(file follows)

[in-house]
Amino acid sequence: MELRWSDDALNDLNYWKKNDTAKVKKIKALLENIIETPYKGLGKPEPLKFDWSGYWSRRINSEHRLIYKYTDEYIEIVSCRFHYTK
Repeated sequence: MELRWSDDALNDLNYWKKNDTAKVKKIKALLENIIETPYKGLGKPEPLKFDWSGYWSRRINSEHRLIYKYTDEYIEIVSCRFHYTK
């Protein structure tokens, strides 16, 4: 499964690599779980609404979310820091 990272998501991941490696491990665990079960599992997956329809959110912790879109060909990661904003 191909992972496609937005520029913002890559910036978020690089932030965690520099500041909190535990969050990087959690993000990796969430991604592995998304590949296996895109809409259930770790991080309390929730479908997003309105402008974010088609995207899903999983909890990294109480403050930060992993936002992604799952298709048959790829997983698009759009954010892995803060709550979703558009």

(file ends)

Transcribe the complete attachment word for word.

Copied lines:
[in-house]
Amino acid sequence: MELRWSDDALNDLNYWKKNDTAKVKKIKALLENIIETPYKGLGKPEPLKFDWSGYWSRRINSEHRLIYKYTDEYIEIVSCRFHYTK
Repeated sequence: MELRWSDDALNDLNYWKKNDTAKVKKIKALLENIIETPYKGLGKPEPLKFDWSGYWSRRINSEHRLIYKYTDEYIEIVSCRFHYTK
């Protein structure tokens, strides 16, 4: 499964690599779980609404979310820091 990272998501991941490696491990665990079960599992997956329809959110912790879109060909990661904003 191909992972496609937005520029913002890559910036978020690089932030965690520099500041909190535990969050990087959690993000990796969430991604592995998304590949296996895109809409259930770790991080309390929730479908997003309105402008974010088609995207899903999983909890990294109480403050930060992993936002992604799952298709048959790829997983698009759009954010892995803060709550979703558009």